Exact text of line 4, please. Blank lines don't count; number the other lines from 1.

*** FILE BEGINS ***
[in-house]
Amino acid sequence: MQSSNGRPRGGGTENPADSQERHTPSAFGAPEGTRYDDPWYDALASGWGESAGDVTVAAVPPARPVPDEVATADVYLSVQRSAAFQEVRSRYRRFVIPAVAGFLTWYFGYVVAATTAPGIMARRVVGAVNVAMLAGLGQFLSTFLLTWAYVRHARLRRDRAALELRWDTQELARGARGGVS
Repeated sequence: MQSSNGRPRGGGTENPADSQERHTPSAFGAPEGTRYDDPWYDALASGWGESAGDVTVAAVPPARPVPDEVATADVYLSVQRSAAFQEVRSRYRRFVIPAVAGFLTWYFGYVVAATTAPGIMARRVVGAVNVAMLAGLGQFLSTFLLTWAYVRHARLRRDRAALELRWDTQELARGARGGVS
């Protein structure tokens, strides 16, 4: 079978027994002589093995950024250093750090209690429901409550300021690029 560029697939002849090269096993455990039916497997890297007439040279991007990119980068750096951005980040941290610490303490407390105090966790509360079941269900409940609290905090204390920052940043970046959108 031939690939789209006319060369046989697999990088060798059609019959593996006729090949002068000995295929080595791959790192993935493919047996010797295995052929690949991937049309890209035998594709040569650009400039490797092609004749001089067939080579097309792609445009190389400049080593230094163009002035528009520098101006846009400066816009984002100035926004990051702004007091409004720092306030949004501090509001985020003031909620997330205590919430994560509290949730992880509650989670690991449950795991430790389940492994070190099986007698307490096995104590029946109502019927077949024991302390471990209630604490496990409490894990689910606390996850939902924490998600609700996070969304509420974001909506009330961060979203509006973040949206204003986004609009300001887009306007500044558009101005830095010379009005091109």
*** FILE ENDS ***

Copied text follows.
């Protein structure tokens, strides 16, 4: 079978027994002589093995950024250093750090209690429901409550300021690029 560029697939002849090269096993455990039916497997890297007439040279991007990119980068750096951005980040941290610490303490407390105090966790509360079941269900409940609290905090204390920052940043970046959108 031939690939789209006319060369046989697999990088060798059609019959593996006729090949002068000995295929080595791959790192993935493919047996010797295995052929690949991937049309890209035998594709040569650009400039490797092609004749001089067939080579097309792609445009190389400049080593230094163009002035528009520098101006846009400066816009984002100035926004990051702004007091409004720092306030949004501090509001985020003031909620997330205590919430994560509290949730992880509650989670690991449950795991430790389940492994070190099986007698307490096995104590029946109502019927077949024991302390471990209630604490496990409490894990689910606390996850939902924490998600609700996070969304509420974001909506009330961060979203509006973040949206204003986004609009300001887009306007500044558009101005830095010379009005091109």